Years from now, when I’m still telling the tale of what it was like to be a snowplow driver during the Blizzard of 2013, I might just begin at 11 a.m. Saturday morning, when I was driving down an unplowed Malden side street in my glistening red, white, and black pickup truck, the first vehicle anyone who lived there had seen all day.
Children who had climbed atop snowbanks as tall as their parents waved at me; a man with a long-lens camera took my picture as if shooting a lion on safari; others just stared longingly at me, their shovels held upside-down in utter defeat.
Suddenly, as if awakened from a trance, one of them started flailing for me to stop and plow his driveway. Within seconds, the entire street was in a frenzy, waving arms and shovels in my direction and calling out in desperation. Had I dared to stop, my truck might have been torn apart in a tug-of-war.
Or I could talk about the brunt of the storm, when I found myself thigh-deep in snow, in a dark parking lot, with 60-mile-per-hour gusts slapping my face and the world a fury of pure white. Holding an aluminum ladder in my hands, I hoisted it into the wind to lift a drooping cable line. When I gave a nod, Jimmy, one of our drivers, creeped forward in a 10-foot-tall front-end loader, squeezing under the wire that had trapped him in the lot.
‘I’ll remember the cookies and muffins my aunts and girlfriend kindly baked for me – and forgetting to eat lunch because I was so busy.’
Or perhaps I will start with the big hug I gave my dad, Sam DeMarco, when I met him at our garage at the very start of the storm. After two very lean winters, we were finally going to make some significant money, but it was more than that. For the past 35 years, I’d heard his legendary stories about being a plowman during the Blizzard of 1978. Finally, I, his son and now business partner, was getting a historic blizzard to call my own.
Of course, I might not have hugged him so hard, or at all, had I known exactly what was to come.
For the average plow driver, Nemo was a blizzard of complicated, exhausting, and, at times, bizarre obstacles that never seemed to stop coming. Customers demanded their parking lots be plowed by 7 a.m. Saturday morning, snow be damned. Accidents — a tractor-trailer jackknifed in front of me — held up traffic for what seemed like hours. Snowdrifts 9 feet high overwhelmed even the most powerful pickup trucks.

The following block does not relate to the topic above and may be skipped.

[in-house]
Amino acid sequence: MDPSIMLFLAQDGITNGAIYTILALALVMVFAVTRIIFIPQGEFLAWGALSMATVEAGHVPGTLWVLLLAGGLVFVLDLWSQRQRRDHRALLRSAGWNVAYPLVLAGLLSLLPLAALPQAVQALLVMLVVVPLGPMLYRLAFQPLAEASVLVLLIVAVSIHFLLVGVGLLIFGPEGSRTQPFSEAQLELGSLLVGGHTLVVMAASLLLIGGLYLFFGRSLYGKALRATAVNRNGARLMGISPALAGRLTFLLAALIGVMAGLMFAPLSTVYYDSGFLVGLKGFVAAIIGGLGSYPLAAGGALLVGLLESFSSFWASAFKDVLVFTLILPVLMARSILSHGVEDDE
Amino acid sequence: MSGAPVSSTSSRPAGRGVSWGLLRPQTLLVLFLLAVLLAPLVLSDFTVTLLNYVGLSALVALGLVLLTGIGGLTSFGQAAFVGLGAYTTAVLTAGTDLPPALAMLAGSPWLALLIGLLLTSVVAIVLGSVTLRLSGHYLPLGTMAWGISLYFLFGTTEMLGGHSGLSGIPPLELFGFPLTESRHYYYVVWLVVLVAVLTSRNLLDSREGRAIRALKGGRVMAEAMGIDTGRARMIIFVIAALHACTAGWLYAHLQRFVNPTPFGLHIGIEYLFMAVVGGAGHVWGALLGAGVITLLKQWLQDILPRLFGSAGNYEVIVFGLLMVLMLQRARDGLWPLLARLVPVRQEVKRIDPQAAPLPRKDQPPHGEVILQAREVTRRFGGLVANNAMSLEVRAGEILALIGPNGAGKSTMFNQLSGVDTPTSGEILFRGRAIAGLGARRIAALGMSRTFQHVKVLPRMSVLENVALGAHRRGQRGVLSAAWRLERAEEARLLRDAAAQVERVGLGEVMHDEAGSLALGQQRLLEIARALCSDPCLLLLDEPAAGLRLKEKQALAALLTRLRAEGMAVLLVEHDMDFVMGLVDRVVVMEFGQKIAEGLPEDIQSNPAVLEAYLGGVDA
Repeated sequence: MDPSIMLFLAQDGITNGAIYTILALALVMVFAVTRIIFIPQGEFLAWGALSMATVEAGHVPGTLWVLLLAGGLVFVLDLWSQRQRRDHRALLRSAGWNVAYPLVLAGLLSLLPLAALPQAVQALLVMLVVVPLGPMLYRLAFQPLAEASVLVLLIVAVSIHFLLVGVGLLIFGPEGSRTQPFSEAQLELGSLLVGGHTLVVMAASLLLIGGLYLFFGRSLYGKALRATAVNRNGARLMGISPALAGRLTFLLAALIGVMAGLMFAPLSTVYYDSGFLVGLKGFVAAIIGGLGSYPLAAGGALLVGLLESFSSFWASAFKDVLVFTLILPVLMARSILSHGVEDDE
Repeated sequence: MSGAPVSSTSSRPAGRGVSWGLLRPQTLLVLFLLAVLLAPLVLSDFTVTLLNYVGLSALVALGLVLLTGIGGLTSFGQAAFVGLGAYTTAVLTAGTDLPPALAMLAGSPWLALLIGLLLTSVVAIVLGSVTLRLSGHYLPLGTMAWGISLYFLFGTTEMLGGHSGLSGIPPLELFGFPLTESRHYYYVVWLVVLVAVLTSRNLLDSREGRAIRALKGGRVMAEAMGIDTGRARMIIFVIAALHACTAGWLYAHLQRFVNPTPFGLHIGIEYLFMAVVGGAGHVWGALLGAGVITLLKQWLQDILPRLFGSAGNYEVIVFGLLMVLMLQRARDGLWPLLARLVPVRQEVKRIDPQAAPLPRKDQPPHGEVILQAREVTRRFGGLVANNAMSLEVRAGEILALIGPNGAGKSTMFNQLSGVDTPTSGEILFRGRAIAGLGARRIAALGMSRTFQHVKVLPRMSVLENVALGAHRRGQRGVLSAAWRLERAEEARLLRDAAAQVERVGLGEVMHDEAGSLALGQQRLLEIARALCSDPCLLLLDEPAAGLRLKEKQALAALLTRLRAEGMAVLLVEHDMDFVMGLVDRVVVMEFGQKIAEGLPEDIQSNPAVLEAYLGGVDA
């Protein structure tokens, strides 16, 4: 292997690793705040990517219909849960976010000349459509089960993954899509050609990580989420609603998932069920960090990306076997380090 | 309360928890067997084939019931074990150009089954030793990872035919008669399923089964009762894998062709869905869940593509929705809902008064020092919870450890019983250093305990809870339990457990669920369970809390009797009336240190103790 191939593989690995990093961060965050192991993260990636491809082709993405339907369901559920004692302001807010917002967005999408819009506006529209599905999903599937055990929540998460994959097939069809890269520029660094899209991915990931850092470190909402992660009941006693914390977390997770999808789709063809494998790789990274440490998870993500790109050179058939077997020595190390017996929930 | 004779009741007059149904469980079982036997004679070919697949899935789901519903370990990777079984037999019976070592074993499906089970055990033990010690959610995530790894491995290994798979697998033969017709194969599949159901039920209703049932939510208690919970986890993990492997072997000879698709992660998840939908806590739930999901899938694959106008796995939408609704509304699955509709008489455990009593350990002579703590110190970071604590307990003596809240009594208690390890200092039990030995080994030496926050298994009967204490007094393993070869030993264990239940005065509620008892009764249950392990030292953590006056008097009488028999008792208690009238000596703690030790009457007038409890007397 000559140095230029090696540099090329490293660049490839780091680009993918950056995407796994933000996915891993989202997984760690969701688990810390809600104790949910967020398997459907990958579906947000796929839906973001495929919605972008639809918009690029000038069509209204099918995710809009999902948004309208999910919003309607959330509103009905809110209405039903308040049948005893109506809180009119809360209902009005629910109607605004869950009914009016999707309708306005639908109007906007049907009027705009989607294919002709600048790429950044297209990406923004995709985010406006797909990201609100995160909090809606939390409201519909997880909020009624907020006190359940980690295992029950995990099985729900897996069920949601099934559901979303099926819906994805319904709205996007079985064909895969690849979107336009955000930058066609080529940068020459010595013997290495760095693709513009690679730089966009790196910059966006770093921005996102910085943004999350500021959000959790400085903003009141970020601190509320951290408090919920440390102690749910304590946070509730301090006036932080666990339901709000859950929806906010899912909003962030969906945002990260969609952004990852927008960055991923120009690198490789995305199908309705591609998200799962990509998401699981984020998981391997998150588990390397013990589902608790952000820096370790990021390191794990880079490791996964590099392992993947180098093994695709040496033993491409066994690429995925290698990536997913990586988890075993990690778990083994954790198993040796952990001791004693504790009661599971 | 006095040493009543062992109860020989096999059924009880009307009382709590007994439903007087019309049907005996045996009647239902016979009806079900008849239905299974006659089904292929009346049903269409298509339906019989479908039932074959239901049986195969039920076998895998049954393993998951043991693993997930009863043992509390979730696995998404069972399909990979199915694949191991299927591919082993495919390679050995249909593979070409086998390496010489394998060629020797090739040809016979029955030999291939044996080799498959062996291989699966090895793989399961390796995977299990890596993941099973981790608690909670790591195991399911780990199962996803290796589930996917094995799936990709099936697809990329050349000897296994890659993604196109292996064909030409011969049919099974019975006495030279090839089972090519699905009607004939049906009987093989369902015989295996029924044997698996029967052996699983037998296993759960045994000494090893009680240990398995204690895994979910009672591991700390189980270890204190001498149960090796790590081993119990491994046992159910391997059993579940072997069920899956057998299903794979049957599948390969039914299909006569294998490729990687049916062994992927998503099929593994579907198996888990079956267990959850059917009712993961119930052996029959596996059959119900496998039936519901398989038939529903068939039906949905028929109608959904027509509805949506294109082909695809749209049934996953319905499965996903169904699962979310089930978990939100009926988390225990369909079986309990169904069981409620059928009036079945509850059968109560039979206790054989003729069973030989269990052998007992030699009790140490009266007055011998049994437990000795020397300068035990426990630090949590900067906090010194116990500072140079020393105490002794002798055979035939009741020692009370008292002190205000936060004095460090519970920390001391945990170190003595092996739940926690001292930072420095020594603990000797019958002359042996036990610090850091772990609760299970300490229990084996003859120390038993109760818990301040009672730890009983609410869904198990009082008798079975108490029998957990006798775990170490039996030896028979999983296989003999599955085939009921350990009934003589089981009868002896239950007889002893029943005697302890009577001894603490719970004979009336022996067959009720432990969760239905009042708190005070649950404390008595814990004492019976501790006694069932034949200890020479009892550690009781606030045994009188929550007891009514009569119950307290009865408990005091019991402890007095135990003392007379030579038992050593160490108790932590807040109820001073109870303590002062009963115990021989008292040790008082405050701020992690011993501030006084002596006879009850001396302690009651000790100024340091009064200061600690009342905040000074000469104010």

At the height of the storm, my cousin Gene, one of our drivers, had his truck break down. Stranded for an hour without heat or gloves, he couldn’t feel his hands by the time help arrived.
I was one of those rare people who was allowed to break the no-driving ban Saturday, and being on the roads before dawn that day was both scary (I nearly wiped out several times on barely plowed roads) and eerie, with not a car in sight on Interstate 93 for miles in either direction. But by midday, the ban was actually a joy, with city streets a racetrack for plow trucks and police cars, if one can call driving at 20 miles per hour speeding.
Victories during the blizzard were small, but always meaningful — a snow drift in your favor in a driveway, an open parking space to stash some snow. But whenever I checked the clock, I was behind schedule, with four or five accounts waiting for me to arrive at the same moment, forcing me to decide who I’d dig out first.
As the days passed, the tide eventually turned. On Tuesday, my dad, driving our biggest front-end loader, had to clear snow from a very tight parking lot.
There was nowhere to go but up, so that’s what he did, stacking it so high that children living on the second floor of an apartment building could step from their balconies and slide down the mountain he had created.
Day upon day of shoveling, plowing, lifting, moving, and trying to melt about 28 inches of snow and ice have blurred together, so I can’t remember which morning I stopped my truck to watch a glorious sunrise from the parking lot of the Assembly of God church high above Route 1.
I can’t say exactly when I showed up at a parking lot only to find another contractor already doing my job, or which afternoon I had to shovel almost a ton of sand into our spreader truck by hand because a front-end loader simply could not be spared.
I’ll remember the cookies and muffins my aunts and girlfriend kindly baked for me — and forgetting to eat lunch because I was so busy. And I certainly won’t forget getting slightly splashed in the face with gasoline from Nemo’s gales while fueling up; how much I sweated in the middle of the night on Saturday shoveling out my car and a path down the street where I live in Somerville to get to work; the overjoyed young women who took my picture when I took a pass through their driveway; and the old, toothless man who pleaded with his hands for me to plow out his car.
With his car buried behind 5 feet of snow, I told him it was impossible. He bit his gums, and shrugged.
Lastly, I’ll remember the entire crew of Sam’s Services — Frank, Mark, Jimmy, Gene, my dad, and me — in our parking lot surrounded by every pickup, sander, and loader we owned, their engines running and yellow strobe lights flashing as the dawn of a new day broke Sunday.
Was it as bad as 1978, I asked the veterans?
“Oh, no,” scolded my cousin Gene. “You gotta remember, 10 days before the Blizzard of ‘78 we had 20 inches of wet snow.”
“This was absolutely one quarter of that,” my dad concurred, with a chuckle.
“Absolute piece of cake.”
I rolled my eyes and hit the road once more.